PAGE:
Rishi Sunak may be forced into an apology for clumsy ‘defining a woman’ attack line | Politics News

The debate surrounding trans rights – and how far governments should go in promoting and advancing them – is at the bitter heart of the culture wars.

The Conservatives know it’s an issue which concerns many of their voters, and it’s long been a central part of Rishi Sunak’s regular attack on Sir Keir Starmer as a “flip flopper” who keeps changing his mind.

It’s certainly true that Labour has been on quite a journey on the topic.

Politics Live: Starmer meets with Brianna Ghey’s mother after Sunak’s ‘disgusting’ transgender jibe

Three years ago Sir Keir Starmer committed to introduce self-declaration for transgender people and Labour MSPs in Scotland were whipped to support Nicola Sturgeon’s gender reform bill – ultimately blocked by the UK government – which would have made it easier for people to change gender.

This all led the Labour MP Rosie Duffield, herself a survivor of domestic violence, to accuse her party of having a “woman problem”. A year ago, Sir Keir changed tack – claiming there would be no “rolling back” of women’s rights if Labour win the next general election.

He called for an end to the “toxic divide” over the issue by arguing that while 99.9% of women “of course haven’t got a penis…a very small number'” of people identify as a different gender to the one they were born with, and need legal support as a result.

Rishi Sunak during PMQS

But now it’s the prime minister under attack over the issue – the clumsy decision to re-use his jibe about Sir Keir Starmer being unable to “define a woman” on the very day Brianna Ghey‘s mother was attending parliament prompting an appalled reaction from many MPs – with cries of “shame” echoing around the House of Commons chamber.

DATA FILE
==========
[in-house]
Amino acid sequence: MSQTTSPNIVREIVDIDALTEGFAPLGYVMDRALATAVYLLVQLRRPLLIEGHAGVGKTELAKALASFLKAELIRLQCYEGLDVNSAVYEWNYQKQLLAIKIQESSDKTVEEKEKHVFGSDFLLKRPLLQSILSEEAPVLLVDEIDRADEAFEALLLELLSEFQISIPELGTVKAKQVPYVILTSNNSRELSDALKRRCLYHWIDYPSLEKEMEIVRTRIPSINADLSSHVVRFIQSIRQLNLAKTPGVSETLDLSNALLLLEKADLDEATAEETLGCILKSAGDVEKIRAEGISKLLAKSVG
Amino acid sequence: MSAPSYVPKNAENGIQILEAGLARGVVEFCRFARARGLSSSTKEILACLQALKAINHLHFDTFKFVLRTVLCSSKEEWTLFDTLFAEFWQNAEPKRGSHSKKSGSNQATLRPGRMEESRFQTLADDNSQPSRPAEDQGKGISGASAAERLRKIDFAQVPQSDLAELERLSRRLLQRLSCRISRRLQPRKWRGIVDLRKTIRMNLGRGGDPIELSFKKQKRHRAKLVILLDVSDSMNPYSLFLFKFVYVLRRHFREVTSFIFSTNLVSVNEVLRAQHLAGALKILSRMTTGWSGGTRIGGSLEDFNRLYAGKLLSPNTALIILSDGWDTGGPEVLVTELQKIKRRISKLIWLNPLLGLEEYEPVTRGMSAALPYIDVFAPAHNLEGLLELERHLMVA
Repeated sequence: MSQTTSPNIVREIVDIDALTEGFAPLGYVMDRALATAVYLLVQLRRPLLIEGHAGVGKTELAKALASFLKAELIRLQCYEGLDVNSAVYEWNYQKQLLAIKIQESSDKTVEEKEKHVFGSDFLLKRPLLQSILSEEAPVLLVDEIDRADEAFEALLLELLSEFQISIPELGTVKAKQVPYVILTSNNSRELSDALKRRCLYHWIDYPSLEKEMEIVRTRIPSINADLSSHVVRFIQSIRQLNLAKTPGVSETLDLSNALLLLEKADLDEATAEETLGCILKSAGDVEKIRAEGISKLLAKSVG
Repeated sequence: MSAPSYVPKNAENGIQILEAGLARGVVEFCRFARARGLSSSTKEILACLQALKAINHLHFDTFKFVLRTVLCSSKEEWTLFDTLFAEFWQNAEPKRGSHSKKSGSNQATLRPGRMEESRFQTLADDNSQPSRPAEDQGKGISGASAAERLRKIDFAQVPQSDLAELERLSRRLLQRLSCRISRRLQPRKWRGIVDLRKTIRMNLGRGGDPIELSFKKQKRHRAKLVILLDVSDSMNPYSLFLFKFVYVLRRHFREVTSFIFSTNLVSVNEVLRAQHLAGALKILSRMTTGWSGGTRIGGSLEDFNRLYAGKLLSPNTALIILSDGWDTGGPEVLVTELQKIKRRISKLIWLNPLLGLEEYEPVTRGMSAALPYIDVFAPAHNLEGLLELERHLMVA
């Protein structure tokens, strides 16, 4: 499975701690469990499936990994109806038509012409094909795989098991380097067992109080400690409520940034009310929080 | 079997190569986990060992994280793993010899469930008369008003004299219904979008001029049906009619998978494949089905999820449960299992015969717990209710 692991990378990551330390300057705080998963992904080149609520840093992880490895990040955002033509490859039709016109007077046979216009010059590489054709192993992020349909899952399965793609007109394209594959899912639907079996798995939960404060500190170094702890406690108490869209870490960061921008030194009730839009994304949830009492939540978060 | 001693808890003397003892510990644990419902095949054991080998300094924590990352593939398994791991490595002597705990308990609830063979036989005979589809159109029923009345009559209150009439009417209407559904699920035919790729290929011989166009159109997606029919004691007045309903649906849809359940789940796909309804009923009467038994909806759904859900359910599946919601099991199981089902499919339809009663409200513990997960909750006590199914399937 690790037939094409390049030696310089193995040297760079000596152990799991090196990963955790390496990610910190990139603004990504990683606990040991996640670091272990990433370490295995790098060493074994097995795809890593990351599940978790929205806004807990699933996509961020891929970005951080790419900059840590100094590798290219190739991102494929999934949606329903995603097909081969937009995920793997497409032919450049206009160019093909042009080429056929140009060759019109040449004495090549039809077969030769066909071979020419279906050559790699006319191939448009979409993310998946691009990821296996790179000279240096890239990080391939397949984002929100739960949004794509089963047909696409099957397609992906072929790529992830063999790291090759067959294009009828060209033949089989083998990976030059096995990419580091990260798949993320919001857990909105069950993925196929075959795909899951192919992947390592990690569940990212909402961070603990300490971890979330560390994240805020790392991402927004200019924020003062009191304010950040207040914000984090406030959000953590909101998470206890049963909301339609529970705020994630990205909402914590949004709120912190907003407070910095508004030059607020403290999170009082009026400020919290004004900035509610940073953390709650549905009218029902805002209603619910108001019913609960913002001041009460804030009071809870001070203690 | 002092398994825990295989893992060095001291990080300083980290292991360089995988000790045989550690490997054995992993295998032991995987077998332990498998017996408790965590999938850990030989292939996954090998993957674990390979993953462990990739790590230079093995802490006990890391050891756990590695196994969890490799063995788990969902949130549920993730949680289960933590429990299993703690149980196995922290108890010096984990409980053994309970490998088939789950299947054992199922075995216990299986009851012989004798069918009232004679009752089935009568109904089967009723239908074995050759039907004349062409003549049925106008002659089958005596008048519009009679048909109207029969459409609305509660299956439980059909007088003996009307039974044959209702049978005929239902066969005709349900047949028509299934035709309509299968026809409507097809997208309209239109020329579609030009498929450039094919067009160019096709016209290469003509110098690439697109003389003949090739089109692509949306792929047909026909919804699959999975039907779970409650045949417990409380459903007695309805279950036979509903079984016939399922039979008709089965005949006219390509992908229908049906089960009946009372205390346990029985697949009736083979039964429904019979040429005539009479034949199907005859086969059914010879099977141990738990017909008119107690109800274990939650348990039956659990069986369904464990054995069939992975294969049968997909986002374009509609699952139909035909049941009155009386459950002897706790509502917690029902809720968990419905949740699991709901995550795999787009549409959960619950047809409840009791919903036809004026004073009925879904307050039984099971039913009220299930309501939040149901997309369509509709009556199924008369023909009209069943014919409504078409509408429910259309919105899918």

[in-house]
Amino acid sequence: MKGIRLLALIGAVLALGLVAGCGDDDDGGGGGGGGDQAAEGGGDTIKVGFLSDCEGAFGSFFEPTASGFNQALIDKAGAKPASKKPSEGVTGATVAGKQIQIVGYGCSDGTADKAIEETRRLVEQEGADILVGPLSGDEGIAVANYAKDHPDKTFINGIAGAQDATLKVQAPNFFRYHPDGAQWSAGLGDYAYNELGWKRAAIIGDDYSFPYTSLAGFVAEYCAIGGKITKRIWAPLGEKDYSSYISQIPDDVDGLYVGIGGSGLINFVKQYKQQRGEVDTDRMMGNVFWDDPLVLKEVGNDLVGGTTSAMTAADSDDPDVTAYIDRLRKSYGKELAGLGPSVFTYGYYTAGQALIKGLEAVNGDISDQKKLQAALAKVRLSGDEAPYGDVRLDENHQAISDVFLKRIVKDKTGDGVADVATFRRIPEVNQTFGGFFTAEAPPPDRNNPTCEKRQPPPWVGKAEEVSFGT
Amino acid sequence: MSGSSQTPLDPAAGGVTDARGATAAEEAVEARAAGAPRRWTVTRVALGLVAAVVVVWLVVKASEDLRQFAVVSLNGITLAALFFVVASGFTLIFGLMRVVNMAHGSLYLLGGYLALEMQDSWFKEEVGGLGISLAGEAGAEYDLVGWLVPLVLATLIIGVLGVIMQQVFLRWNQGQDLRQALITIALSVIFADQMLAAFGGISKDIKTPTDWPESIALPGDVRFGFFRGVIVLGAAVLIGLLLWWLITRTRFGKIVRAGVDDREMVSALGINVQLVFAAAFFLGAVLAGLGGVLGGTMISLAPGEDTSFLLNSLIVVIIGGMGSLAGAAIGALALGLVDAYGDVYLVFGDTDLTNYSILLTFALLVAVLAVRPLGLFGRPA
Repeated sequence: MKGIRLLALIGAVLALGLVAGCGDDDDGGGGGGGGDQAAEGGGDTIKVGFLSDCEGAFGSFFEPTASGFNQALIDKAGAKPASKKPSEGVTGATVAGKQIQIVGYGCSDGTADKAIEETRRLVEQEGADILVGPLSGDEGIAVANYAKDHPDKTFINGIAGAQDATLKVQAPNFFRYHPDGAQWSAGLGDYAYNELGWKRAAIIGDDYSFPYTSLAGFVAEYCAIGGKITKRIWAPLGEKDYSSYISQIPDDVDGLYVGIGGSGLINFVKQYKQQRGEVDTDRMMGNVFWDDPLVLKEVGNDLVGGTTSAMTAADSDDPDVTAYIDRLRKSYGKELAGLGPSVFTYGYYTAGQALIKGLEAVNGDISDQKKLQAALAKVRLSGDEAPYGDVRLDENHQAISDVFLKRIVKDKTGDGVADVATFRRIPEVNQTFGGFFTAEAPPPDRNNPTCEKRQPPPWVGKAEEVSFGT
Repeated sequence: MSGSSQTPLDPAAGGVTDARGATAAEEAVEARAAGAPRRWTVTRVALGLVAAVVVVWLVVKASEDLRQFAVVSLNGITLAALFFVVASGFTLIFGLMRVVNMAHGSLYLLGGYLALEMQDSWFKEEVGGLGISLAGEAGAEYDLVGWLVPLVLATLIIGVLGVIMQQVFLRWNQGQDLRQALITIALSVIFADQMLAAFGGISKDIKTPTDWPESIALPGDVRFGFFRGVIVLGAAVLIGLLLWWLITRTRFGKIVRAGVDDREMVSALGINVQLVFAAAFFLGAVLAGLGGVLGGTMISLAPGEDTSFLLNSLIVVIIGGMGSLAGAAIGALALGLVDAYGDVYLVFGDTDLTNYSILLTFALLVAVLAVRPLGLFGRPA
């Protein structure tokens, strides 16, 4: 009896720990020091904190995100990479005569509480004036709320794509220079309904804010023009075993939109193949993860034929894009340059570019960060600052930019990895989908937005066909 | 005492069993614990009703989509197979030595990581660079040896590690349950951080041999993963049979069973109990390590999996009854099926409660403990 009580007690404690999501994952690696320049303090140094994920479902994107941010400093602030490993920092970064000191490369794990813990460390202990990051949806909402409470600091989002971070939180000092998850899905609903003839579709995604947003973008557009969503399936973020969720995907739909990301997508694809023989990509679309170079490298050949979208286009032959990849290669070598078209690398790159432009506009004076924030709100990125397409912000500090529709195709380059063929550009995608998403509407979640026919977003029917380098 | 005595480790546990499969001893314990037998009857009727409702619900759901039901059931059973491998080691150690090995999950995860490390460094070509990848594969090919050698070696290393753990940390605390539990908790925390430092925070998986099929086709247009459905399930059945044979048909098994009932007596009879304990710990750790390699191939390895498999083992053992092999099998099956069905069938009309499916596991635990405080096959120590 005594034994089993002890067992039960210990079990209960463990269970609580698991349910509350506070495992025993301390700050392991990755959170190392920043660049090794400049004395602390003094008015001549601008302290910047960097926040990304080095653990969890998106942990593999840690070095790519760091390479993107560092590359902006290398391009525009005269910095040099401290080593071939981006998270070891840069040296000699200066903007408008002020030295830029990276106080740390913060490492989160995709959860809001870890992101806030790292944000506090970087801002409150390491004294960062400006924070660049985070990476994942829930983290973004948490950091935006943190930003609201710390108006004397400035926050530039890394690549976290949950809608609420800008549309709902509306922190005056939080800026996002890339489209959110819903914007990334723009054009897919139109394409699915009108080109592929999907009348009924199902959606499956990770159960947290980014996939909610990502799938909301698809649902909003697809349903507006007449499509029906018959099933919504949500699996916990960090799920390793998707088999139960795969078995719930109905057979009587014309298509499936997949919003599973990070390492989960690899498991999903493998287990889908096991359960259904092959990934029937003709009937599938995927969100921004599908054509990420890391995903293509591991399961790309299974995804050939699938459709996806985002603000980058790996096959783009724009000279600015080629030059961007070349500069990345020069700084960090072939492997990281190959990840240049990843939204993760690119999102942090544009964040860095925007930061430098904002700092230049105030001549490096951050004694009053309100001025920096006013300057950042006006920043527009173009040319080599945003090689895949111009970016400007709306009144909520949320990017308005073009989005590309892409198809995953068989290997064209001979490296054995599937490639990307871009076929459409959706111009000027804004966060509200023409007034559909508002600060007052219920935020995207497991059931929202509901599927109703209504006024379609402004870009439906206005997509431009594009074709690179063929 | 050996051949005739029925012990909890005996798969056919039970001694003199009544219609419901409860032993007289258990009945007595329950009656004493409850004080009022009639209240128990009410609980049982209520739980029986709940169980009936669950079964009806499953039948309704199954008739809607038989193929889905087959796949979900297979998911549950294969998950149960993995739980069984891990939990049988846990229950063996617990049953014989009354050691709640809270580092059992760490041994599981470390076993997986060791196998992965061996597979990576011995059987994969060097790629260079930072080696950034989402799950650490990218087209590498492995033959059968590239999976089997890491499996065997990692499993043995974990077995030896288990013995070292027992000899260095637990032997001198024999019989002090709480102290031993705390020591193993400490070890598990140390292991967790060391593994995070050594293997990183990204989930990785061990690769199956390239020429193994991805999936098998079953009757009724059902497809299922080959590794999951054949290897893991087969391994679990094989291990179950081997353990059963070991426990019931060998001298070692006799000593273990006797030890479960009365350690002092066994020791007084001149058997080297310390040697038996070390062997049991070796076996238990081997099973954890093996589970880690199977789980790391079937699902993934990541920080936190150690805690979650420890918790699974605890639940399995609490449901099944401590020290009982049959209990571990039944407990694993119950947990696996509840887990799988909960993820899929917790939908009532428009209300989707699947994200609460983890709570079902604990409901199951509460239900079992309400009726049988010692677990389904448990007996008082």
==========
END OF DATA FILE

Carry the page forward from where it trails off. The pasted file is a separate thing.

The 16-year-old’s brutal murder – partly motivated by “transphobic hostility”, according to the sentencing judge – has rocked the country. Her mother Esther’s calm dignity in the face of such an appalling crime and her calls for greater controls over social media access for young people have resonated across the political spectrum.

Read more:
Read Brianna Ghey’s family’s impact statements
Family of one of Brianna Ghey’s killers “truly sorry”

Despite this Mr Sunak resolutely refused to apologise when asked by the Labour MP Liz Twist, although he later addressed Esther directly, praising her for demonstrating “the very best of humanity in the face of seeing the very worst of humanity”.

But the warm words are unlikely to dampen the anger at this collision between the aggressive political point scoring of PMQs and the raw human emotion surrounding Brianna’s terrible death.

The PM’s spokesperson stuck to his guns in the post PMQs huddle with journalists, arguing that Mr Sunak was simply listing a “long list of Keir Starmer’s U-turns” and refusing to engage with questions about whether the line was transphobic.

But with warnings from LGBTQ+ charity Stonewall about the impact of the “careless words of those in power”, and the outpouring of anger online and on the airwaves – there are clearly big questions about how long his refusal to offer an apology will hold.


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